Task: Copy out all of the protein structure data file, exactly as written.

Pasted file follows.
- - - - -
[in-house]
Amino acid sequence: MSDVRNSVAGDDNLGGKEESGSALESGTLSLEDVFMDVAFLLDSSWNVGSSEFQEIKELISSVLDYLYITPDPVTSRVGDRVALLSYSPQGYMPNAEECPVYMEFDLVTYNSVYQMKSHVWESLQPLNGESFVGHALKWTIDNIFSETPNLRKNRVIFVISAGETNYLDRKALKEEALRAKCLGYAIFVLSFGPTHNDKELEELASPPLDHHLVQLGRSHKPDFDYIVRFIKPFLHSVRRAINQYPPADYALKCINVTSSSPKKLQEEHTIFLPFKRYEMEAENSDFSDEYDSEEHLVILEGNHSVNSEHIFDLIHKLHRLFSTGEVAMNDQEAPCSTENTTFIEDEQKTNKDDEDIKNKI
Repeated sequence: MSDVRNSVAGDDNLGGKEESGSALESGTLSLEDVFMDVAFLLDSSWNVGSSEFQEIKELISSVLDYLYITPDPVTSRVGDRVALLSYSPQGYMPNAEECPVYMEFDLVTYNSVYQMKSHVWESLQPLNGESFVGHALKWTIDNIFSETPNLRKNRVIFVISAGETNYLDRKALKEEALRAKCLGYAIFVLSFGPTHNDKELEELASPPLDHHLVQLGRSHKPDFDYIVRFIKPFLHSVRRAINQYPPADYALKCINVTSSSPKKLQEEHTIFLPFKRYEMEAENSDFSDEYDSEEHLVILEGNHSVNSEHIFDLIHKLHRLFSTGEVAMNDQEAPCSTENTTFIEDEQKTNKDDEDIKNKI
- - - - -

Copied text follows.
[in-house]
Amino acid sequence: MSDVRNSVAGDDNLGGKEESGSALESGTLSLEDVFMDVAFLLDSSWNVGSSEFQEIKELISSVLDYLYITPDPVTSRVGDRVALLSYSPQGYMPNAEECPVYMEFDLVTYNSVYQMKSHVWESLQPLNGESFVGHALKWTIDNIFSETPNLRKNRVIFVISAGETNYLDRKALKEEALRAKCLGYAIFVLSFGPTHNDKELEELASPPLDHHLVQLGRSHKPDFDYIVRFIKPFLHSVRRAINQYPPADYALKCINVTSSSPKKLQEEHTIFLPFKRYEMEAENSDFSDEYDSEEHLVILEGNHSVNSEHIFDLIHKLHRLFSTGEVAMNDQEAPCSTENTTFIEDEQKTNKDDEDIKNKI
Repeated sequence: MSDVRNSVAGDDNLGGKEESGSALESGTLSLEDVFMDVAFLLDSSWNVGSSEFQEIKELISSVLDYLYITPDPVTSRVGDRVALLSYSPQGYMPNAEECPVYMEFDLVTYNSVYQMKSHVWESLQPLNGESFVGHALKWTIDNIFSETPNLRKNRVIFVISAGETNYLDRKALKEEALRAKCLGYAIFVLSFGPTHNDKELEELASPPLDHHLVQLGRSHKPDFDYIVRFIKPFLHSVRRAINQYPPADYALKCINVTSSSPKKLQEEHTIFLPFKRYEMEAENSDFSDEYDSEEHLVILEGNHSVNSEHIFDLIHKLHRLFSTGEVAMNDQEAPCSTENTTFIEDEQKTNKDDEDIKNKI